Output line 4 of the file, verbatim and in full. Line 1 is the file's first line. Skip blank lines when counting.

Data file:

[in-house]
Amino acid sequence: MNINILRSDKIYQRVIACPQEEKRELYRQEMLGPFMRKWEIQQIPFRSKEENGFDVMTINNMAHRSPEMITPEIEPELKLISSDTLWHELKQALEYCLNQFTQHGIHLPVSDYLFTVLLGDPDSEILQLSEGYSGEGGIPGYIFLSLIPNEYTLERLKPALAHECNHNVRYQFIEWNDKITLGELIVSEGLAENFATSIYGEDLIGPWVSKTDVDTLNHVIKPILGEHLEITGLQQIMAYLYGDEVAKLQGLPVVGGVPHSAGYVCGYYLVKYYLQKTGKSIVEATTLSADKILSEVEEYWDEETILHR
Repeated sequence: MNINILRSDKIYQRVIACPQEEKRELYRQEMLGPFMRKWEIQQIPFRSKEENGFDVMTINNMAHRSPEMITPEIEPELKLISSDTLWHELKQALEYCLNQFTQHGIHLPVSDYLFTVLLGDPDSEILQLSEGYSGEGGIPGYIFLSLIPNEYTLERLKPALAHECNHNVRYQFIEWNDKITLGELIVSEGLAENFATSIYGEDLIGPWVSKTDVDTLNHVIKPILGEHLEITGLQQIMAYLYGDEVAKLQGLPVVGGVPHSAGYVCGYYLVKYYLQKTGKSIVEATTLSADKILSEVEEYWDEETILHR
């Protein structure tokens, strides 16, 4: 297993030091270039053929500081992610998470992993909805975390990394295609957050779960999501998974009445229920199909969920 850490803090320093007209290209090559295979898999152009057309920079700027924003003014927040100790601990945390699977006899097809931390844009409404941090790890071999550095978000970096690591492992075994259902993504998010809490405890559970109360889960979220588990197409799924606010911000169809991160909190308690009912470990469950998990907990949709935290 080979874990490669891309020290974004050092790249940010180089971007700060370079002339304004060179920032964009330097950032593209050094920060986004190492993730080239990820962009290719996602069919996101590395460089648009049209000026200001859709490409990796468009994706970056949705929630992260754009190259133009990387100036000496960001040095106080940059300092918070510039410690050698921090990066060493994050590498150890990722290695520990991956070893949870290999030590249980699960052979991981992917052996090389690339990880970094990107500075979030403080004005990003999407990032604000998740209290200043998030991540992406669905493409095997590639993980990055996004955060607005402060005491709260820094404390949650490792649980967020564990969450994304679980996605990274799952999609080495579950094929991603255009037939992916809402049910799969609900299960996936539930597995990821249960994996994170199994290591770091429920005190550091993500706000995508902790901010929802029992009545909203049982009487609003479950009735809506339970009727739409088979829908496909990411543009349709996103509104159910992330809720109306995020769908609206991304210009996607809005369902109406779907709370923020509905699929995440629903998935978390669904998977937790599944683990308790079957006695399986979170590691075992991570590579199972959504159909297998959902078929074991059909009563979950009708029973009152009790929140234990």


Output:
């Protein structure tokens, strides 16, 4: 297993030091270039053929500081992610998470992993909805975390990394295609957050779960999501998974009445229920199909969920 850490803090320093007209290209090559295979898999152009057309920079700027924003003014927040100790601990945390699977006899097809931390844009409404941090790890071999550095978000970096690591492992075994259902993504998010809490405890559970109360889960979220588990197409799924606010911000169809991160909190308690009912470990469950998990907990949709935290 080979874990490669891309020290974004050092790249940010180089971007700060370079002339304004060179920032964009330097950032593209050094920060986004190492993730080239990820962009290719996602069919996101590395460089648009049209000026200001859709490409990796468009994706970056949705929630992260754009190259133009990387100036000496960001040095106080940059300092918070510039410690050698921090990066060493994050590498150890990722290695520990991956070893949870290999030590249980699960052979991981992917052996090389690339990880970094990107500075979030403080004005990003999407990032604000998740209290200043998030991540992406669905493409095997590639993980990055996004955060607005402060005491709260820094404390949650490792649980967020564990969450994304679980996605990274799952999609080495579950094929991603255009037939992916809402049910799969609900299960996936539930597995990821249960994996994170199994290591770091429920005190550091993500706000995508902790901010929802029992009545909203049982009487609003479950009735809506339970009727739409088979829908496909990411543009349709996103509104159910992330809720109306995020769908609206991304210009996607809005369902109406779907709370923020509905699929995440629903998935978390669904998977937790599944683990308790079957006695399986979170590691075992991570590579199972959504159909297998959902078929074991059909009563979950009708029973009152009790929140234990």